Assigned: Reflection on Summer Lessons
All of that said, when I consider the differences between my most and least successful lessons this summer, one of the clearest distinctions is in the scope (not the wording, which I think I've mostly figured out at this point) of my objectives. On the most-successful side, my lesson on multiple-meaning words was very focused--the students had to show, by the end of the period, that they could use different meanings of the same words. This was probably not a particularly hard objective for my students to master, but I did give them a list of 8th-grade-level vocabulary that they had to use and almost every student made a passing grade. Aside from the objectives, this lesson also offered the students more opportunities for participation. I began the lesson, after my set, by giving students cards with definitions for a multiple-meaning word. The students had to walk around the room and find the other student who had a different definition for the same word. Although this was a pretty hard exercise for most of them, I think they really enjoyed moving around and that it actually helped them conceptualize multiple-meanings.
I would consider my lesson on organizational patterns in texts to be my worst because its objectives were far too broad to cram into two 50 minute periods. I had hoped that students would be able to define each of the five major textual organization patterns (sequential order, order of important, cause & effect, compare & contrast, main idea & details), recognize them in texts and apply that knowledge to reading comprehension. Needless to say, I was far too ambitious. Because I wanted to force so much material into the students' heads, I rushed through my set and explanation of each pattern and set them loose on a group activity that they weren't really prepared for.
Our instructional procedures have worked fairly well. I like making my "Do Now" an engaging, un-intimidating assignment that I can steer towards the day's objective during my set. Sharing answers to the Do Now gets students participating early and sets a good precedent for the rest of the period. In evaluations, I've paid a fair amount of attention to questioning strategies, as much for myself as for my first-years. Frequent questioning, whether as quick informal assessment or to prompt deeper critical thinking, is something I still need to work on, but when I've put in the effort there, it's paid off in engaging the students more.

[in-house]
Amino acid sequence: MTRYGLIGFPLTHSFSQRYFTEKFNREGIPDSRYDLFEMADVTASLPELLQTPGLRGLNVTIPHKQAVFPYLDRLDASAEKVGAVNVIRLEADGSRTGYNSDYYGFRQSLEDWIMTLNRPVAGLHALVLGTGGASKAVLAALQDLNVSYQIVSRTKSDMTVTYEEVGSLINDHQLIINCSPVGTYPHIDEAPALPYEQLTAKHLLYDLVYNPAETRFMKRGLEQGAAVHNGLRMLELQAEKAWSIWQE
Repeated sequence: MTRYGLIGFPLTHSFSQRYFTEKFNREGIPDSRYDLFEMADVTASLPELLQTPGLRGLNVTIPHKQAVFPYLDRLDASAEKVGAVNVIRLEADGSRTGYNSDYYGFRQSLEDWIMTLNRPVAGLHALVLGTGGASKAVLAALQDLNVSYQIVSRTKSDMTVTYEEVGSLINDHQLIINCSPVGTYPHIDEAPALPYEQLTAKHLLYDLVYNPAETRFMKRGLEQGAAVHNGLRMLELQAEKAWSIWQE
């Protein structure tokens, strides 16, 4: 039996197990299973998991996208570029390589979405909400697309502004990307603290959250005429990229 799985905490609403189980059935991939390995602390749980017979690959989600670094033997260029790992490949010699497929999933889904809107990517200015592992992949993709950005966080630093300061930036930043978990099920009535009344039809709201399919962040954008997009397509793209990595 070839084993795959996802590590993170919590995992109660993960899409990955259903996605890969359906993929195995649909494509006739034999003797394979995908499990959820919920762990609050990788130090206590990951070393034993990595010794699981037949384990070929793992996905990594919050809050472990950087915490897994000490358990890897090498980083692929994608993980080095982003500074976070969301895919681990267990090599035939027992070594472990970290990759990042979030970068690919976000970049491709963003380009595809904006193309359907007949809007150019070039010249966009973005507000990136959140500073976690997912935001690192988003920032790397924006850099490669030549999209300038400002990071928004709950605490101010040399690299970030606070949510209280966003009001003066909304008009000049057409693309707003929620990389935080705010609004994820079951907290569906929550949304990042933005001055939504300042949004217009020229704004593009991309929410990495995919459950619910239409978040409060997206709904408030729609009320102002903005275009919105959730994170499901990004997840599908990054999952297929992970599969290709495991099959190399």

My shortcut to differentiate instruction--and, admittedly, still perhaps my primary method--is to speak to students individually during assignments and ask them questions or give them more pointed directions: "Look for (blank) in this paragraph and raise your hand when you've found it," or (after asking a student to explain his/her idea aloud) "Write what you just told me." This is a cop-out, of course. I do target the students who I know will have more trouble with an assignment, but it's not really planned out and it's completely unfeasible with larger classes. In terms of more formal differentiation, I've allowed students to choose different roles (leader, reporter, recorder, reader, etc.) during group activities, tried to include more tactile elements in my lessons, and pulled examples or analogies from a wide variety of sources (an illustration of point of view using video games, for example).
Differentiation and informal assessment are my chief concerns right now for improving student performance. My lessons are still auditory-visual-heavy, and I've seen how much of a difference a small tactile or kinetic component can make in an assignment. Informal assessment is still a weak point for me; I think I frequently mistake students' energy for understanding and I can think of several students from our summer school class for whom the two clearly do not correlate.